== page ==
The Treasury Department issued a report regarding the benefits and challenges associated with the use of cloud service providers (CSPs) by financial sector firms, finding shortcomings related to transparency, staff support, and cybersecurity incident response.
Cloud computing, as defined in the report, is “a model for enabling ubiquitous, convenient, on-demand network access to a shared pool of configurable computing resources (e.g., networks, servers, storage, applications, and services) that can be rapidly provisioned and released with minimal management effort or CSP interaction.” Service models range from software-as-a-service, platform-as-a-service, or infrastructure-as-a-service, all with varying amounts of control by the financial institution and the CSP.
The benefits of cloud services for the financial services industry are generally accepted. CSPs can provide clients with redundancy for systems that allow for continuity of service in case one portion of the system fails. They can supply scalable resources that enable clients to ramp up or down services quickly and efficiently. They offer security for services provided, although this benefit varies from provider to provider. And they allow clients to forgo the purchase of expensive information technology hardware and equipment.
“There is no question that providing consumers with secure and reliable financial services means greater demand for cloud-based technologies,” said Deputy Secretary of the Treasury Wally Adeyemo in a press release Wednesday. “Treasury is committed to working with financial regulators, industry partners, and cloud service providers to drive greater collaboration and transparency. By building trust, cooperation, and collaboration at the outset, we can promote safe and effective migration for financial institutions that choose to adopt cloud services.”
The agency’s report found financial institutions have adopted cloud services most commonly to facilitate remote work and operate banking and trading platforms that support internal operations and business line functions. However, the Treasury also identified issues with CSPs, particularly for small- and mid-sized firms.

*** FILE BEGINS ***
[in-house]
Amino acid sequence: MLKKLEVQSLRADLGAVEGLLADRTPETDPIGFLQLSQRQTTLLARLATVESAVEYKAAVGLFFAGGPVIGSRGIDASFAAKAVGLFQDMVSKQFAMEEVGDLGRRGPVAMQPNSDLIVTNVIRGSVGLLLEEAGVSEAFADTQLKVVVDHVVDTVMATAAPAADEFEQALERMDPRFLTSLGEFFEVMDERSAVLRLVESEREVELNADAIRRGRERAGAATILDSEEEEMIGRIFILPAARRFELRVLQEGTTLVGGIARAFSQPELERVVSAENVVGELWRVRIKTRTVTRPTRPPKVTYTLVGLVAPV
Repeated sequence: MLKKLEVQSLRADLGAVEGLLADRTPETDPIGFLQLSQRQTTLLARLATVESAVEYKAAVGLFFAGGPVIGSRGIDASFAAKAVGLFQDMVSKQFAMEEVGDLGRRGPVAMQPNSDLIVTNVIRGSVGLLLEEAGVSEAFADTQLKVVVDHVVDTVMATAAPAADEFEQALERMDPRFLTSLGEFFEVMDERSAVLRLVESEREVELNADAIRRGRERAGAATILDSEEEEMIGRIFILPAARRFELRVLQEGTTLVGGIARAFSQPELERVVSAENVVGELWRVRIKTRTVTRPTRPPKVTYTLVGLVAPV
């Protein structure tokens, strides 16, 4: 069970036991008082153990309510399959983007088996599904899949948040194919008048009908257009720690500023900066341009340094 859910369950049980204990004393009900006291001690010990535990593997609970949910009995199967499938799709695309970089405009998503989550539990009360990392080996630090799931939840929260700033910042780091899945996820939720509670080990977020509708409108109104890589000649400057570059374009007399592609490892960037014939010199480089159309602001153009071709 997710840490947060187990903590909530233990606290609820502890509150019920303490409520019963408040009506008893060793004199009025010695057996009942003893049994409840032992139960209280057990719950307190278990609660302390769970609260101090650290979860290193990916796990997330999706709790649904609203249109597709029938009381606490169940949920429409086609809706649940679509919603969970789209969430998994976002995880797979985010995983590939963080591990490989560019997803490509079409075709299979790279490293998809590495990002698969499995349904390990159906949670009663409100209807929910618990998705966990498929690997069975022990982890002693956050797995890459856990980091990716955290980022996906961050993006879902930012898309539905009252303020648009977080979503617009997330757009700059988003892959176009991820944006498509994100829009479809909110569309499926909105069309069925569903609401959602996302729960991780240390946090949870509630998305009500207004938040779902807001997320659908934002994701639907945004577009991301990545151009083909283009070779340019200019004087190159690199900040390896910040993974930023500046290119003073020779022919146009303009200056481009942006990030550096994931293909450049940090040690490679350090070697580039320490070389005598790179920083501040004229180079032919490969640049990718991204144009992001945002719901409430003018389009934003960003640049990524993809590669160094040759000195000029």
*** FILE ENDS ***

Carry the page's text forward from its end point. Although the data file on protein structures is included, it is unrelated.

Cloud services provide inadequate transparency to support due diligence and monitoring by financial institutions and are negatively affected by gaps in human capital and tools necessary for secure deployment; the relatively small number of CSPs, meaning a cyber incident at one CSP could potentially affect many financial institutions at once; and patchwork global regulations that make it nearly impossible for U.S.-based firms to adopt cloud services consistently at a global scale, the report said.
The Treasury recommended ways to address the problems it outlined, including the promotion of closer U.S. regulator cooperation on cloud services, conducting tabletop exercises with industry, reviewing sector-wide incident protocols, appropriately measuring cloud service dependencies across sector and assessing systemic concentration and related risks on a sector-wide basis, and identifying how to foster effective risk management practices in the financial services industry.
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